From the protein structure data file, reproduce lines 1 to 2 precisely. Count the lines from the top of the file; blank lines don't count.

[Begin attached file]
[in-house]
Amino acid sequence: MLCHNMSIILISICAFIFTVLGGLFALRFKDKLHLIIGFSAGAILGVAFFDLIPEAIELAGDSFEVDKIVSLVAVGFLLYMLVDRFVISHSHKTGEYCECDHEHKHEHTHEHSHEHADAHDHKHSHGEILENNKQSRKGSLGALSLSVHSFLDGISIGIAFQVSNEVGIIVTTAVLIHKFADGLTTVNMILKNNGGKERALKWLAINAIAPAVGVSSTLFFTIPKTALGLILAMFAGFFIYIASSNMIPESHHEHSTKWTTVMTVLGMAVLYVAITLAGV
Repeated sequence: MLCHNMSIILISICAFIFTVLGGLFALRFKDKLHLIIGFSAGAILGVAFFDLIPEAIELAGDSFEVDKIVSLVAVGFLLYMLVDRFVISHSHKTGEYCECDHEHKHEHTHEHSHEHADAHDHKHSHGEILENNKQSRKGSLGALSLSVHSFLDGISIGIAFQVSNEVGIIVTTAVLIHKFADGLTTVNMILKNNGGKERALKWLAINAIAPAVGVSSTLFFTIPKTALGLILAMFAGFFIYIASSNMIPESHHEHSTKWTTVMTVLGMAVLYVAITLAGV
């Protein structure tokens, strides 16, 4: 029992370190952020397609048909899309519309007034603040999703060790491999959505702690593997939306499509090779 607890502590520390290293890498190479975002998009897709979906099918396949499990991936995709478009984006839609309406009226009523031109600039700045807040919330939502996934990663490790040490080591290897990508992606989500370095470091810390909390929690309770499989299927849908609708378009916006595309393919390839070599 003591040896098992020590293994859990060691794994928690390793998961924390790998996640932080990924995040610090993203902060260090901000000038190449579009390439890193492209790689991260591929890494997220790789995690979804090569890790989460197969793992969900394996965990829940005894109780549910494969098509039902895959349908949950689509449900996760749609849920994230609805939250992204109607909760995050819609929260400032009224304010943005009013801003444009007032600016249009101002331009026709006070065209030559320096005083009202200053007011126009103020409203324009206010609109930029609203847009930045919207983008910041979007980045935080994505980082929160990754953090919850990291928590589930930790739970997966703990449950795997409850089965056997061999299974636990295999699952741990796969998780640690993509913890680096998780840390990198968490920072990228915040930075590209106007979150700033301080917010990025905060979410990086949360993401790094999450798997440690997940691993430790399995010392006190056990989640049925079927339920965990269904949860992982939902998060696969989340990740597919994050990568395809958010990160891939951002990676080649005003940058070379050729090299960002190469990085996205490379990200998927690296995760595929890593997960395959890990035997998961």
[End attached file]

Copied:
[in-house]
Amino acid sequence: MLCHNMSIILISICAFIFTVLGGLFALRFKDKLHLIIGFSAGAILGVAFFDLIPEAIELAGDSFEVDKIVSLVAVGFLLYMLVDRFVISHSHKTGEYCECDHEHKHEHTHEHSHEHADAHDHKHSHGEILENNKQSRKGSLGALSLSVHSFLDGISIGIAFQVSNEVGIIVTTAVLIHKFADGLTTVNMILKNNGGKERALKWLAINAIAPAVGVSSTLFFTIPKTALGLILAMFAGFFIYIASSNMIPESHHEHSTKWTTVMTVLGMAVLYVAITLAGV